Welcome to part three of our five-part “Crash Course in Excellence” series with takeaway strategies. This article explores performance reviews in the fitness environment, especially the often overlooked piece of the puzzle called “bilateral evaluations.”
Although my business still requires diligence, attentiveness and hard work, it is much easier now than it was then because I know so much more. I know what I want, and I am at ease and comfortable with my hours, my skills and my clients.
Regardless of the economy, the weather, the decade or your age, having “the business edge” is about having a business that is organized, dependable and current and that stands out from the run-of-the-mill wellness business.
This summer when your loyal clients take their summer vacations, jet away to long beach weekends or merely head outdoors rather than into the gym, your client base may dwindle. With your prime training times temporarily vacant, it is time to seek out a new type of clientele.
Change strikes the opposite emotion of fear in us when it happens to us and is outside our control. Nature, I realize, never gives us a 30-day notice on all that will be happening the following month. Nature follows its natural course in relation to the sun, and we humans are wise to keep our senses attuned to what is going on.
In the world of wellness and fitness programming, the days of all-inclusive services and programs are numbered. Thanks to the recession, fee-based programming has become increasingly valuable. Our industry has encountered the same financial challenges as other industries, and fee-based programming is part of our new reality.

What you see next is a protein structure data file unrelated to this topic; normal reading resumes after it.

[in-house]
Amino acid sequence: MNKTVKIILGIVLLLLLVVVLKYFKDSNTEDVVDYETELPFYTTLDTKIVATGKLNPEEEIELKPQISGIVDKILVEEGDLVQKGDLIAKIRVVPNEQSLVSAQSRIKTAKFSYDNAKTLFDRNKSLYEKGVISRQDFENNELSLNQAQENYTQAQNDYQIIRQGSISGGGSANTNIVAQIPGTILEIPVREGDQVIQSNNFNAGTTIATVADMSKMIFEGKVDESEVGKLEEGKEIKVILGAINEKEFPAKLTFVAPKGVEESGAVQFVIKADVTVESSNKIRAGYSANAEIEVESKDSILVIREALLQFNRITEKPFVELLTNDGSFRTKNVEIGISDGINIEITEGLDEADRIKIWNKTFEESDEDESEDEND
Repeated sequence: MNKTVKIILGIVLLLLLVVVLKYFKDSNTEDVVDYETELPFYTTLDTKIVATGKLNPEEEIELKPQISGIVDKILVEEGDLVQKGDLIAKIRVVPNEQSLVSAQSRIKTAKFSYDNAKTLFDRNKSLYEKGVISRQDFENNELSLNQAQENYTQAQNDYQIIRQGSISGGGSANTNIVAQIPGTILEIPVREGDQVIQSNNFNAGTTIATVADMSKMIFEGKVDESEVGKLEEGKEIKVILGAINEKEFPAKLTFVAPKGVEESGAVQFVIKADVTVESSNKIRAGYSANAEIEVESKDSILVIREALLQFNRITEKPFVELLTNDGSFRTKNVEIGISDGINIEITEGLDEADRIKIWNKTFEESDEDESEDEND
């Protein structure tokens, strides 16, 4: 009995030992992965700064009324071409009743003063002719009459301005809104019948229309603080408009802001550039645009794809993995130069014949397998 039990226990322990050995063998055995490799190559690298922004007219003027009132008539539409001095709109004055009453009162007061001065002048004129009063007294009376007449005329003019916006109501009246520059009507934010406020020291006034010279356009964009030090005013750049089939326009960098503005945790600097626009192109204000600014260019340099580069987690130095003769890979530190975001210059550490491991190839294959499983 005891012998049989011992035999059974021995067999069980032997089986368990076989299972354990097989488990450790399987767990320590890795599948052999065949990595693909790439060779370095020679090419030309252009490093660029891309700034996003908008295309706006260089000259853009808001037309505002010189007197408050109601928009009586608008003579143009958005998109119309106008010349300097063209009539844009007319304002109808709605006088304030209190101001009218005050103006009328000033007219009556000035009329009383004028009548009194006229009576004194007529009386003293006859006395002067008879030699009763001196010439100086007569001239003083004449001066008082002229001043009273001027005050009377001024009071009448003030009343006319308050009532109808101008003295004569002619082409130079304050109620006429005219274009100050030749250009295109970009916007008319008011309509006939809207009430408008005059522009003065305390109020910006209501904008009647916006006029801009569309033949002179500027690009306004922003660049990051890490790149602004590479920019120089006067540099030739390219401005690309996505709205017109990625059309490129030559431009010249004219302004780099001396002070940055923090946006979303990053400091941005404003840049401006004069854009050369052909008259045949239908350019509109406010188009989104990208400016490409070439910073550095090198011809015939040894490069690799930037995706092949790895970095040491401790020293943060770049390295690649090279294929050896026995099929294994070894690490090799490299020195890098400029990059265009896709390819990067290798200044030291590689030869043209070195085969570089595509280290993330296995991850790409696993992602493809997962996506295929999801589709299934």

I don’t know about you, but I’ve had some opportunities in my life that I’ve let pass me by because I was afraid of failing. The good news is that I figured out the power of failure many years ago. The bad news is that I still see many people passing up opportunities, as I once did, simply because fear of failure tends to inhibit forward thinking.
According to the Center for Women’s Business Research, women own 40% of the privately owned firms in the United States. The International Health, Racquet & Sportsclub Association (IHRSA) reports that 19.2% of its member clubs are owned by women and 18.8% have male and female co-owners. As more women dive into fitness business ownership, it’s important to understand the unique demands placed on them.
All clubs have cardio and strength training equipment; it’s the programs you offer that differentiate you from the competition. Programs are often the deciding factor as potential members choose which club to join.
Offering programs that your members want to participate in keeps them using your club, which in turn boosts retention. On the other hand, opening up your programs to nonmembers increases your chances of signing up these participants as members, because of the great experience you provide during the program.
Enormous discussion has revolved around the many financial pitfalls that loom during a struggling economy. However, there is hope for motivated self-starters interested in starting a business. According
to Josephine Nicholas, chief operating officer of Published Daily™,
a “tech company whose aim is to help professionals generate more
referral business,” entrepreneurs are suited to thrive during a recession. Nicholas lists five top reasons entrepreneurs will succeed: